• In other words, I was able to walk with a check for $9,750 even though I received $18,750 cash out from the bank. After my initial investment of $24,000- $9750 (check) leaves me with $14,250 left in deal as mentioned above.

  • The house could conservatively sell for $220,000 in its current state. If you were to put a traditional 20% down you would be $44,000 out of pocket w/o closing costs instead of $14,250. THAT is the power of the BRRRR.

Monthly Debt Service

PITI= $1,501

Income: $2,775

Monthly Cash flow before expenses: $774

What did I learn?

Always, Always, Always have a conservative ARV. The appraisal part of the process is the only part that is completely out of your control. Another human is determining your properties value and it is completely subjective. It still boggles my mind that we do not have a automatized system for appraisals yet.

Don’t be scared to fire your contractor at any point in the process. I would personally rather pay a higher rate for a contractor that does not eat up my time/money and can execute the job correctly.

I will most likely use the delayed financing technique described in the forums on my next BRRRR.

Trying to find a lender who does not require seasoning and still has a competitive rate proved to be a challenge

DO NOT let you emotions get the best of you. It's a business, treat it like one. If I didn't get so angry with my REFI lender who changed his terms from 80% LTV to 75% at the last minute- I would be left with a 30 yr fixed rate @5.96% instead of 6.6%.

It still costs money to complete the BRRRR. You need working capital and should have reserves for the unexpected.

What’s next?

I plan on holding onto this asset. Since completely the BRRRR process, I honestly think it is one of the best methods in REI to scale and build wealth. It is NOT a get reach quick scheme, but a way to have a cash flowing asset with all the deferred maintenance complete without having to put the traditional 20% down. I have since partnered with someone and purchased a 3 family. Our intention was to BRRRR but the lack of comps in the area have steered us towards a flip.

Please comment with your thoughts, tips, advice and stories.

Congrats Michael,

I have a quick question. 

Did you have to put the rehab money upfront and then get it reimbursed by the hard money lender? 

@Anvith Amin yes they do. Having a hirer FICO will give you a better rate generally speaking. 

@Daniel Mendez Not exactly. I financed the rehab with a hard money lender. He funded 90% of the purchase price and 90% of the rehab. My rehab was 30k so I only had to put 3k down towards the costs. As my work is completed I get 'draws' from the lender to reimburse my contractor.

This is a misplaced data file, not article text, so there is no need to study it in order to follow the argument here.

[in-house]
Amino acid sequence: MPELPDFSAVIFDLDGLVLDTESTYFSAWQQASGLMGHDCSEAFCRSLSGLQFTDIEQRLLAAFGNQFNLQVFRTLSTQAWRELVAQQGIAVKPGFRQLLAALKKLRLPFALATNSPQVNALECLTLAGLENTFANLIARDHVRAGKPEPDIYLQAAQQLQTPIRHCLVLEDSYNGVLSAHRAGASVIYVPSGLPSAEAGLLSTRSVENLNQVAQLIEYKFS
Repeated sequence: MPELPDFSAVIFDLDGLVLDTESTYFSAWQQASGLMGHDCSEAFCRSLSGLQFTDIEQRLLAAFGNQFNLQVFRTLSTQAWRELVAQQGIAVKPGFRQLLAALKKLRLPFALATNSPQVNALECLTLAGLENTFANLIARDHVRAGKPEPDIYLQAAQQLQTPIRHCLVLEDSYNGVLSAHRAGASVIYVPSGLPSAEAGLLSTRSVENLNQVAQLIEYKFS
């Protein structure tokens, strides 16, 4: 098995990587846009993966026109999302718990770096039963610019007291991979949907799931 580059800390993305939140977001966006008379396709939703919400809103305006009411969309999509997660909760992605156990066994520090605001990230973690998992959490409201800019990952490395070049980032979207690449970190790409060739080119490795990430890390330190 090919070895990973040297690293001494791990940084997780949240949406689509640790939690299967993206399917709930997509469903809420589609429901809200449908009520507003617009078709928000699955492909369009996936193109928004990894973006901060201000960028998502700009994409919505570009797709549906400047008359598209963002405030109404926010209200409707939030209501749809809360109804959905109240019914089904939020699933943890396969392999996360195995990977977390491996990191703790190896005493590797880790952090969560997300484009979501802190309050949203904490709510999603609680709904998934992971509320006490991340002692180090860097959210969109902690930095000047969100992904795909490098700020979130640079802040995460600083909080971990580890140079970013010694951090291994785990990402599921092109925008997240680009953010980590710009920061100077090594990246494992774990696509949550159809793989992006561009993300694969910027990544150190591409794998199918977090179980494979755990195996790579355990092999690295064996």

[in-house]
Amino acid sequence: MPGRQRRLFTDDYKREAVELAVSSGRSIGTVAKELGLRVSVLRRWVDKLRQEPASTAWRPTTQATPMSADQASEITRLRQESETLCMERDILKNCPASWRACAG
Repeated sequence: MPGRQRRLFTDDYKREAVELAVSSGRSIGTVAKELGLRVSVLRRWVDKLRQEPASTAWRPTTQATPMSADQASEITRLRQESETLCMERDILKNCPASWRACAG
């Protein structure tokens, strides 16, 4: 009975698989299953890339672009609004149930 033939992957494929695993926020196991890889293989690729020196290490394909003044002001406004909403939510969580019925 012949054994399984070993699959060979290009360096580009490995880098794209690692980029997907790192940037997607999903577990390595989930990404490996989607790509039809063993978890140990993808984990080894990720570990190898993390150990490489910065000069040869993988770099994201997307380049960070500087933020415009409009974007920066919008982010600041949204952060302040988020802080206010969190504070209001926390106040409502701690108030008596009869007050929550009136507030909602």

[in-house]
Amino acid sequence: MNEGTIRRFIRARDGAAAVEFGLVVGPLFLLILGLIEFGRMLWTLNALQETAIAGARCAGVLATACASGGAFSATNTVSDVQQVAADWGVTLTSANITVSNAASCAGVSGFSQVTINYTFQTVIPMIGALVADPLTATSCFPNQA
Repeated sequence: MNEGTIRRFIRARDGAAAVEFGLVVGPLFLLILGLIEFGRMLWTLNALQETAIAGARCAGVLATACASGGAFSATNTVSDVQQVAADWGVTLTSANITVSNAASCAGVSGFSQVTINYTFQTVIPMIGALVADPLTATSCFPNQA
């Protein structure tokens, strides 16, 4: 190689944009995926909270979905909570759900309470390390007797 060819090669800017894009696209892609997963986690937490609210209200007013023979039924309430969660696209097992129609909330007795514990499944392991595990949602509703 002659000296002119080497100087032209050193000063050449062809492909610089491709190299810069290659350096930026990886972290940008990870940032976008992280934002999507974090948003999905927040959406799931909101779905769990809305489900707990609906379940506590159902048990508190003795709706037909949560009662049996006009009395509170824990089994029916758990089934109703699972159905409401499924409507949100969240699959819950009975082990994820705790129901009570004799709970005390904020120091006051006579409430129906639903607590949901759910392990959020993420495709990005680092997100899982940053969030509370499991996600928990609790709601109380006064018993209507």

@Eric Williams yep exactly. He walked through the property with me and verified that it would cost roughly 30k to do this rehab. 

Originally posted by @Michael Doherty :

@Brandon Johnson The more beer money the better! Definitely learned a lot and can hopefully pull a bit more out on the next one. Thank you for the kind words! 

@Amanda Culleton good luck! Reach out anytime with questions. 

@Alpha Journal REALLY great question. My first investment as a duplex in which I house hacked as well. I only had enough money to do the FHA 3.5% down so the decision was easy. In your case, there's a lot to debate.

You could look at is like: If you put 3.5-5% down you will have a lot more money in the bank can perhaps have the capital to do MULTIPLE deals. Or you could put the 20% down avoid PMI- have a better cash flowing asset- but there's the opportunity cost of not having that additional cash on hand....

Personally.... I would split the difference. I would put down 5-10% on a conventional loan.... I believe there's products out there where you can still have a low down loan (5-10% and STILL avoid PMI insurance). I would have the conversation with different lenders to see what's out there like this. In this option you get the benefit of having a low down loan with additional cash in the bank for other opportunities/ reserves and you still avoid PMI Insurance.

If you end up choosing the low down payment- try and get as many units as you can. That is one regret I have, settling for a duplex when I could have gotten a 4-plex for the same low down payment. Albeit, it will cost you more moeny to aquire but still the same 3.5-5% down.

My PMI payment is $125 a month on a 180k note for reference.

 Thanks for you response @micheal. This is the first time I'm hearing about the products out there where you can still have a low down loan (5-10% and STILL avoid PMI insurance). Just learned something new. I would love to link up with you since you live in CT. Any recommendations regarding realtors in CT area you've worked with whose familiar with the BRRRR strategy?

Originally posted by @Michael Doherty :

@Anvith Amin yes they do. Having a hirer FICO will give you a better rate generally speaking.